Sacramento State wants to establish a School of Public Affairs downtown near the Capitol to house research centers and a master’s degree program already popular among government professionals, said campus President Robert Nelsen during a wide-ranging speech Friday at the Sacramento Press Club.
“We brought in someone from Arizona State a week ago, because they moved a campus downtown,” said Nelsen, who began his presidency July 1. “(We are) getting help on the move and making sure we have a presence there.”
The School of Public Affairs would likely include the university’s master of public policy and administration program and four of its research-based centers – the Center for California Studies, the Institute for Social Research, the Center for Collaborative Policy and the Education Insights Center, said Steve Boilard, executive director of the Center for California Studies.
Boilard is part of a recently formed working group tasked with establishing the new facility. “It’s pretty fair to say that we are looking to be pretty close to the Capitol,” he said Friday.
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The downtown location would be convenient for the research centers, which provides contract work for government agencies and nonprofits and offers policy conferences, Boilard said. It would also help the master’s degree program, which enrolls many students already working in downtown government offices, he said.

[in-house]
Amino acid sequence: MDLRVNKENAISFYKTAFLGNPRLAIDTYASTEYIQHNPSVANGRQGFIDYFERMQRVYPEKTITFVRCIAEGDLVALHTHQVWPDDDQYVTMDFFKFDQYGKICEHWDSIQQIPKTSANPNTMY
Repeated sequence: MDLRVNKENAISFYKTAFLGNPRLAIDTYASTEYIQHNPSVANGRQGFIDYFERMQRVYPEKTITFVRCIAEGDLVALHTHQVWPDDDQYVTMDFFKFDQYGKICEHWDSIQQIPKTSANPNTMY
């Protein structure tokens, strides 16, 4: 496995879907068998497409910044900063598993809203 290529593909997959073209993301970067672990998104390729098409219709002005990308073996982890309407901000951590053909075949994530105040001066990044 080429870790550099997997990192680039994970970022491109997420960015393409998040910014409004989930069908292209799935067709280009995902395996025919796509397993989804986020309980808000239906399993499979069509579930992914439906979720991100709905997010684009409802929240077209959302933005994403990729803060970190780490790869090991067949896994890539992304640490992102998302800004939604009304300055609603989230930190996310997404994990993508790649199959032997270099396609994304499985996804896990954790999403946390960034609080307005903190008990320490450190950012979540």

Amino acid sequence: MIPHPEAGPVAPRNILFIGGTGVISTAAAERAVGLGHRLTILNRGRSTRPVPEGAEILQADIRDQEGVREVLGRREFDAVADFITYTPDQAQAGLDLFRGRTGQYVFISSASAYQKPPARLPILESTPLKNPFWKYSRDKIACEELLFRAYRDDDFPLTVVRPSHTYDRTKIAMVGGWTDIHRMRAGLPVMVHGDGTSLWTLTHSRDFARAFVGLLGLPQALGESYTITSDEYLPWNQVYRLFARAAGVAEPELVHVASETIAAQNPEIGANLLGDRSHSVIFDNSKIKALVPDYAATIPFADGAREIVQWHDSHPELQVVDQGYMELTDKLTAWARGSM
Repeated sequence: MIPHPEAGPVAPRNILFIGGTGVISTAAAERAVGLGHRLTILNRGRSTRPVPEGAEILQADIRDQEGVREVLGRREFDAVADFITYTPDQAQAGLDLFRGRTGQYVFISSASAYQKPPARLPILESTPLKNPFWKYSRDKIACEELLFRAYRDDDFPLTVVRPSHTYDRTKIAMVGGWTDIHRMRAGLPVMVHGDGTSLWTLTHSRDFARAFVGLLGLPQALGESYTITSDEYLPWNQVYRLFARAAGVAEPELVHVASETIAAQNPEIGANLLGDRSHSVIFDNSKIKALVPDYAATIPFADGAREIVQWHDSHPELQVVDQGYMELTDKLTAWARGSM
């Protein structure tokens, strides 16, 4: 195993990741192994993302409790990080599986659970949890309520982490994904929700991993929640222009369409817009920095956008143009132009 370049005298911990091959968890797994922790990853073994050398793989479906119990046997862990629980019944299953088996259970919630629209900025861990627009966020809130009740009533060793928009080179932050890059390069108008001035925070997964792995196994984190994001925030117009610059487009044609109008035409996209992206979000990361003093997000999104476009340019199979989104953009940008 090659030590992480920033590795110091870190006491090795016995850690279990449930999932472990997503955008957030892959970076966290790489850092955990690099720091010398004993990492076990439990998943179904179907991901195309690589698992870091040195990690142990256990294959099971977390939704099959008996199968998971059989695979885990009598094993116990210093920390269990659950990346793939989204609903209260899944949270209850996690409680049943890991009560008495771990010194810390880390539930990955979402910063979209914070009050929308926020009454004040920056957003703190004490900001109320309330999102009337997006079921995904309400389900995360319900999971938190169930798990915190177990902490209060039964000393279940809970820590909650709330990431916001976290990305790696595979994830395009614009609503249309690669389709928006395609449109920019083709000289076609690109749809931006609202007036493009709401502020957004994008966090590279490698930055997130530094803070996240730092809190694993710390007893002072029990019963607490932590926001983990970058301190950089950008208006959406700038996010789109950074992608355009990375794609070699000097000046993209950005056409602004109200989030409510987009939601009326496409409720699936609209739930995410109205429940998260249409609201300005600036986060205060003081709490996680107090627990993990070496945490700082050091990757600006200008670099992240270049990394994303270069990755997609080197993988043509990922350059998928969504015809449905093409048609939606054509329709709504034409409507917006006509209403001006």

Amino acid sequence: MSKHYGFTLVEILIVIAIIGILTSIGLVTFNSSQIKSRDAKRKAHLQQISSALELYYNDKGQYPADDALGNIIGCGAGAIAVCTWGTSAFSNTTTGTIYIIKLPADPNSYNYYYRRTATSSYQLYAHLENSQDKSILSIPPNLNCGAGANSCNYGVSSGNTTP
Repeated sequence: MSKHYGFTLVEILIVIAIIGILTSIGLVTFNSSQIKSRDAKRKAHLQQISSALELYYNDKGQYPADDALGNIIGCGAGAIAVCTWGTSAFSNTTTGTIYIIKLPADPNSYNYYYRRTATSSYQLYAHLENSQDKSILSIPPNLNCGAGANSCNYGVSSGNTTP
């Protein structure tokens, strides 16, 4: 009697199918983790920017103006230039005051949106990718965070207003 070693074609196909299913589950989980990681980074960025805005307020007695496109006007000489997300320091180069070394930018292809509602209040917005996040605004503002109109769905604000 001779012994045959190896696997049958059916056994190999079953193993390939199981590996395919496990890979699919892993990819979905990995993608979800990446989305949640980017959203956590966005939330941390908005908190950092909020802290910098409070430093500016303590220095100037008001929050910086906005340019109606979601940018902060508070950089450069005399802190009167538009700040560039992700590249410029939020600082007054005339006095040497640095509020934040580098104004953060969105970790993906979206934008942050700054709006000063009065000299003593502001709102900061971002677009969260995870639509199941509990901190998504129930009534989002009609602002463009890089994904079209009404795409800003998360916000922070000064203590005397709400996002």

Boilard said university officials are hoping to at least partially open the school by fall 2016.
The decision comes after a June announcement that the University of the Pacific would expand its graduate programs in the capital at its McGeorge School of Law campus in Oak Park. The private university plans to offer a master of business administration, doctor of education, master of public policy, master of physician assistant studies and a master of public administration.
Boilard said that the California State University, Sacramento, plan to expand downtown has little to do with competition.
“Sacramento State has done a pretty good job of creating a niche,” he said. “It’s a pretty unique program. It doesn’t have direct competition. It’s less about competing and more about helping to provide better services to our potential students.”
He said the move to add a School of Public Affairs downtown gained momentum after the recent arrivals of Nelsen and Orn Bodvarsson, who became the university’s dean of the College of Social Sciences and Interdisciplinary Studies last year.
The new site could help the overcrowded main campus, where 3,600 qualified students were turned away this year, Nelsen said. He said expansion will continue on the campus as well. Plans continue for a new science building, classroom building and events center.